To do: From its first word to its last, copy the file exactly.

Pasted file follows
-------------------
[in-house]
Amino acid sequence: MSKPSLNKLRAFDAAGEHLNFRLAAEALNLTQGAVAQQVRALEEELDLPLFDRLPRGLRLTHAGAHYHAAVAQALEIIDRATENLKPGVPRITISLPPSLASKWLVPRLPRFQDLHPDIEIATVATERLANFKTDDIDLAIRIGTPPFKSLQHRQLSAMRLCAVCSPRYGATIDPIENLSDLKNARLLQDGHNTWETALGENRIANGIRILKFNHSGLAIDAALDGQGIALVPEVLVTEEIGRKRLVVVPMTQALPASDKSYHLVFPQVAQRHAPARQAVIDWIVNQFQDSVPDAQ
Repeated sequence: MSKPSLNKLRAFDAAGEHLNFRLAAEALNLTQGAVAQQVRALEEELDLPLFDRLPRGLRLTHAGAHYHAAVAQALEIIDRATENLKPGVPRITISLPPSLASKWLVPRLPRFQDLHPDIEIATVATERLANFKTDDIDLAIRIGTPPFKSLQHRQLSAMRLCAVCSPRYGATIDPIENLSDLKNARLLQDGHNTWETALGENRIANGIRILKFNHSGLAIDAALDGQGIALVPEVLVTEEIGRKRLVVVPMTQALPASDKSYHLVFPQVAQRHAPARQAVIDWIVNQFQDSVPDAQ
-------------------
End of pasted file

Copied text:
[in-house]
Amino acid sequence: MSKPSLNKLRAFDAAGEHLNFRLAAEALNLTQGAVAQQVRALEEELDLPLFDRLPRGLRLTHAGAHYHAAVAQALEIIDRATENLKPGVPRITISLPPSLASKWLVPRLPRFQDLHPDIEIATVATERLANFKTDDIDLAIRIGTPPFKSLQHRQLSAMRLCAVCSPRYGATIDPIENLSDLKNARLLQDGHNTWETALGENRIANGIRILKFNHSGLAIDAALDGQGIALVPEVLVTEEIGRKRLVVVPMTQALPASDKSYHLVFPQVAQRHAPARQAVIDWIVNQFQDSVPDAQ
Repeated sequence: MSKPSLNKLRAFDAAGEHLNFRLAAEALNLTQGAVAQQVRALEEELDLPLFDRLPRGLRLTHAGAHYHAAVAQALEIIDRATENLKPGVPRITISLPPSLASKWLVPRLPRFQDLHPDIEIATVATERLANFKTDDIDLAIRIGTPPFKSLQHRQLSAMRLCAVCSPRYGATIDPIENLSDLKNARLLQDGHNTWETALGENRIANGIRILKFNHSGLAIDAALDGQGIALVPEVLVTEEIGRKRLVVVPMTQALPASDKSYHLVFPQVAQRHAPARQAVIDWIVNQFQDSVPDAQ